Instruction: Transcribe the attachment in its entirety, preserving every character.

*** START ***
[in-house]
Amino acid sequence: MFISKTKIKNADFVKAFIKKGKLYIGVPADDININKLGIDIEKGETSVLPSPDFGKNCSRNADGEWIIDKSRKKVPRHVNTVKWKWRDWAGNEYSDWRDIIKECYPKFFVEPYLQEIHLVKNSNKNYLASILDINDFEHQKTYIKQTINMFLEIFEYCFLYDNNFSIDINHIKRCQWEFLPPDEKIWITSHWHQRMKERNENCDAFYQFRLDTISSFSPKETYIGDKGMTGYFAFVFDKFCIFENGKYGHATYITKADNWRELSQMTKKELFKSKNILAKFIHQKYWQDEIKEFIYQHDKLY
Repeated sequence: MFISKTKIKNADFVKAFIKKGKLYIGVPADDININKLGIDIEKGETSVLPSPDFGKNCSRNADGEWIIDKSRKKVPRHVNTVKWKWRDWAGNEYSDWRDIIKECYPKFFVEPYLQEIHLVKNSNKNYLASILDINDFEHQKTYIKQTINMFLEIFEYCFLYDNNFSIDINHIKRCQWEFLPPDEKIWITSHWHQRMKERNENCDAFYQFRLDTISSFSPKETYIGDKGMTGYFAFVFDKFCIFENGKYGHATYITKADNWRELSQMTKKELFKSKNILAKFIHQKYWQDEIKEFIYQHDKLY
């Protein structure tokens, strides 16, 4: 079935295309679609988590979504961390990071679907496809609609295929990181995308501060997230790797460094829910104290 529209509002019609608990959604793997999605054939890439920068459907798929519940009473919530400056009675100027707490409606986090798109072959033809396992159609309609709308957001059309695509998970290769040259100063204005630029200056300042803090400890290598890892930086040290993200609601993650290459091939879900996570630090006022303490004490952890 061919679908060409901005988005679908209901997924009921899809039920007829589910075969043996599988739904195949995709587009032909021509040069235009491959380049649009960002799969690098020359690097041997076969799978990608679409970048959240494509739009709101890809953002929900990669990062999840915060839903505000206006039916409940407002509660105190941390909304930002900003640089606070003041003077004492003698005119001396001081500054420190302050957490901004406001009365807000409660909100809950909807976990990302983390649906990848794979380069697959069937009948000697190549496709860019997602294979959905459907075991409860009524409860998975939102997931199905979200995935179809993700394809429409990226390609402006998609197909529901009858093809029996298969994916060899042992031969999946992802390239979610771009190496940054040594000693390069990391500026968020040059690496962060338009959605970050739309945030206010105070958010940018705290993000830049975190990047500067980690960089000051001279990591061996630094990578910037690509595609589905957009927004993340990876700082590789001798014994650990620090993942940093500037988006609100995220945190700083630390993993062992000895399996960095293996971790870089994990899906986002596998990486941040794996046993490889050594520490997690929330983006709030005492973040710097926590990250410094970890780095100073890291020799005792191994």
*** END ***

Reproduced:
[in-house]
Amino acid sequence: MFISKTKIKNADFVKAFIKKGKLYIGVPADDININKLGIDIEKGETSVLPSPDFGKNCSRNADGEWIIDKSRKKVPRHVNTVKWKWRDWAGNEYSDWRDIIKECYPKFFVEPYLQEIHLVKNSNKNYLASILDINDFEHQKTYIKQTINMFLEIFEYCFLYDNNFSIDINHIKRCQWEFLPPDEKIWITSHWHQRMKERNENCDAFYQFRLDTISSFSPKETYIGDKGMTGYFAFVFDKFCIFENGKYGHATYITKADNWRELSQMTKKELFKSKNILAKFIHQKYWQDEIKEFIYQHDKLY
Repeated sequence: MFISKTKIKNADFVKAFIKKGKLYIGVPADDININKLGIDIEKGETSVLPSPDFGKNCSRNADGEWIIDKSRKKVPRHVNTVKWKWRDWAGNEYSDWRDIIKECYPKFFVEPYLQEIHLVKNSNKNYLASILDINDFEHQKTYIKQTINMFLEIFEYCFLYDNNFSIDINHIKRCQWEFLPPDEKIWITSHWHQRMKERNENCDAFYQFRLDTISSFSPKETYIGDKGMTGYFAFVFDKFCIFENGKYGHATYITKADNWRELSQMTKKELFKSKNILAKFIHQKYWQDEIKEFIYQHDKLY
């Protein structure tokens, strides 16, 4: 079935295309679609988590979504961390990071679907496809609609295929990181995308501060997230790797460094829910104290 529209509002019609608990959604793997999605054939890439920068459907798929519940009473919530400056009675100027707490409606986090798109072959033809396992159609309609709308957001059309695509998970290769040259100063204005630029200056300042803090400890290598890892930086040290993200609601993650290459091939879900996570630090006022303490004490952890 061919679908060409901005988005679908209901997924009921899809039920007829589910075969043996599988739904195949995709587009032909021509040069235009491959380049649009960002799969690098020359690097041997076969799978990608679409970048959240494509739009709101890809953002929900990669990062999840915060839903505000206006039916409940407002509660105190941390909304930002900003640089606070003041003077004492003698005119001396001081500054420190302050957490901004406001009365807000409660909100809950909807976990990302983390649906990848794979380069697959069937009948000697190549496709860019997602294979959905459907075991409860009524409860998975939102997931199905979200995935179809993700394809429409990226390609402006998609197909529901009858093809029996298969994916060899042992031969999946992802390239979610771009190496940054040594000693390069990391500026968020040059690496962060338009959605970050739309945030206010105070958010940018705290993000830049975190990047500067980690960089000051001279990591061996630094990578910037690509595609589905957009927004993340990876700082590789001798014994650990620090993942940093500037988006609100995220945190700083630390993993062992000895399996960095293996971790870089994990899906986002596998990486941040794996046993490889050594520490997690929330983006709030005492973040710097926590990250410094970890780095100073890291020799005792191994």